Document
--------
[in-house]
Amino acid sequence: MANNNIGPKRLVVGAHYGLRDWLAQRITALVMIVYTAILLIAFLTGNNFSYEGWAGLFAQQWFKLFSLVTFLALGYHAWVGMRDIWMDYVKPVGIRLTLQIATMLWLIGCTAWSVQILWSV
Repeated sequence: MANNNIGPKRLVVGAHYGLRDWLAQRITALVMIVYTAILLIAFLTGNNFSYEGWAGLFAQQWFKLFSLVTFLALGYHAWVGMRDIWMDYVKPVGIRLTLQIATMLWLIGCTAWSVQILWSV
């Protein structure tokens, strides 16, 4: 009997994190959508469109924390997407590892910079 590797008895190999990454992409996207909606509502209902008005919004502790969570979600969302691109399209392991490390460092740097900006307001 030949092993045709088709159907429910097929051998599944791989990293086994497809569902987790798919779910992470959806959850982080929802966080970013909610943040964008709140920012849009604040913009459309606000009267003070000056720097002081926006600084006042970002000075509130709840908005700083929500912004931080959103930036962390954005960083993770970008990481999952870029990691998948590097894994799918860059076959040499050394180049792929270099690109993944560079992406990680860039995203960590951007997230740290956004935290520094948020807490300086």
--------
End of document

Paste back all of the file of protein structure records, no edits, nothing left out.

[in-house]
Amino acid sequence: MANNNIGPKRLVVGAHYGLRDWLAQRITALVMIVYTAILLIAFLTGNNFSYEGWAGLFAQQWFKLFSLVTFLALGYHAWVGMRDIWMDYVKPVGIRLTLQIATMLWLIGCTAWSVQILWSV
Repeated sequence: MANNNIGPKRLVVGAHYGLRDWLAQRITALVMIVYTAILLIAFLTGNNFSYEGWAGLFAQQWFKLFSLVTFLALGYHAWVGMRDIWMDYVKPVGIRLTLQIATMLWLIGCTAWSVQILWSV
């Protein structure tokens, strides 16, 4: 009997994190959508469109924390997407590892910079 590797008895190999990454992409996207909606509502209902008005919004502790969570979600969302691109399209392991490390460092740097900006307001 030949092993045709088709159907429910097929051998599944791989990293086994497809569902987790798919779910992470959806959850982080929802966080970013909610943040964008709140920012849009604040913009459309606000009267003070000056720097002081926006600084006042970002000075509130709840908005700083929500912004931080959103930036962390954005960083993770970008990481999952870029990691998948590097894994799918860059076959040499050394180049792929270099690109993944560079992406990680860039995203960590951007997230740290956004935290520094948020807490300086």